Be SMART With Your Goal Setting.
Setting a SMART Goal (Specific, Measurable, Adjustable, Realistic, Time-based) is the best way to ensure that you know exactly where you want to be. Instead of saying, “I want to lose weight” your goal should say, “I want to lose 10lbs by February 1st”. By having a more concise goal, you can have a concise plan…
Have A Plan.
Whether you invest in a coach, find an online plan, or simply take the advice from a knowledgeable local source, you will need a defined plan for reaching your goals. Your plan should include everything from training days, recovery days, work schedule, family obligations, vacations etc. The more detailed your plan is, the more likely you are to succeed
Surround Yourself with Like-Minded People.
Joining a running group, finding a running buddy, or even getting reassurance from your friends and family that they support your goal is huge to accomplishing your goals. Research shows you are 65% more likely to stick to a training plan when you are held accountable by a partner. Not only will these new running partners hold you accountable in training, but they can be great for motivation at races, new adventures, and any crazy plans you have for the future.
Always Do the Little Things.
We often overlook the need to warm-up, cool-down, stretch, foam-roll, and cross-train, but these are essential for hitting your goals. While all of these things encompass only 30-60min of effort each day, they can keep your body happy and healthy year round. By not incorporating these into your training, you risk injury, which makes it that much more difficult to reach your goals. Set aside time for a 5min plyometric warm-up before each run, a 10min cool-down stretch & foam roll session, and at least 2-3 gym sessions a week on non-strenuous running days.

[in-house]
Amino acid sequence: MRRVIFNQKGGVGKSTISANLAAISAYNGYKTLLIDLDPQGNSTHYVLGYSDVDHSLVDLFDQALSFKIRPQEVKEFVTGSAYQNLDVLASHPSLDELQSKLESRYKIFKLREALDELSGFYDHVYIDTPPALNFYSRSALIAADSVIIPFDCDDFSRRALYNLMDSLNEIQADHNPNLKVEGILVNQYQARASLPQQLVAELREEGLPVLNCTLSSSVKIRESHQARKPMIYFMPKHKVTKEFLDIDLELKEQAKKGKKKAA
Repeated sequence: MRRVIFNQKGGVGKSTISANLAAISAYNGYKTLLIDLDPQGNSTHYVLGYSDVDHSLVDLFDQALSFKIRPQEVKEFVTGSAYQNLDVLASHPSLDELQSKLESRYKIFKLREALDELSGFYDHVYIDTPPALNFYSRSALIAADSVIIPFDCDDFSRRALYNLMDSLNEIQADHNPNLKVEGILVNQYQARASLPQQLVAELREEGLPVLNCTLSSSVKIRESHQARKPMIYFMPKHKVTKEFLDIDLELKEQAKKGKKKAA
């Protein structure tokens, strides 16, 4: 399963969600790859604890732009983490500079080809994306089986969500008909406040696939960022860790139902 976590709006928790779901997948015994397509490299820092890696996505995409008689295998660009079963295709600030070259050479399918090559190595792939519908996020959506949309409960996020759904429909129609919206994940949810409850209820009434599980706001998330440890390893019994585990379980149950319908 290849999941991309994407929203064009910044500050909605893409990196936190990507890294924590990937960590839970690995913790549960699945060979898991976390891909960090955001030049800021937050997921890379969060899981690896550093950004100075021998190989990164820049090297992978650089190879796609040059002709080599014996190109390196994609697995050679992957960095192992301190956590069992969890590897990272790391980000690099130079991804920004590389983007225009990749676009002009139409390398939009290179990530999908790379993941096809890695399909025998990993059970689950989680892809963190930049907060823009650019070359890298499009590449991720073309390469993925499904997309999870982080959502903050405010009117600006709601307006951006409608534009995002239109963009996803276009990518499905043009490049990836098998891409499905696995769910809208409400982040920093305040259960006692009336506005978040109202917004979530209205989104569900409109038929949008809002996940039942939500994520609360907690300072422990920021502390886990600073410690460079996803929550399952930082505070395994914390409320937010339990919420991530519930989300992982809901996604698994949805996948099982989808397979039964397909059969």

Many runners get so caught up in reaching their goals that they forget to enjoy the journey. Science has proven that intrinsically motivated runners have greater long term success compared to those who are extrinsically motivated. What this means is those who truly enjoy running, will often perform better over the course of a year than runners who simply want to run for external factors such as beating a time goal, winning their age-group, or performing better amongst their peers. These can all still be motivational factors, but those who have love for the sport of running because it makes them feel good, are more likely to stick to their plan and accomplish these things all at once.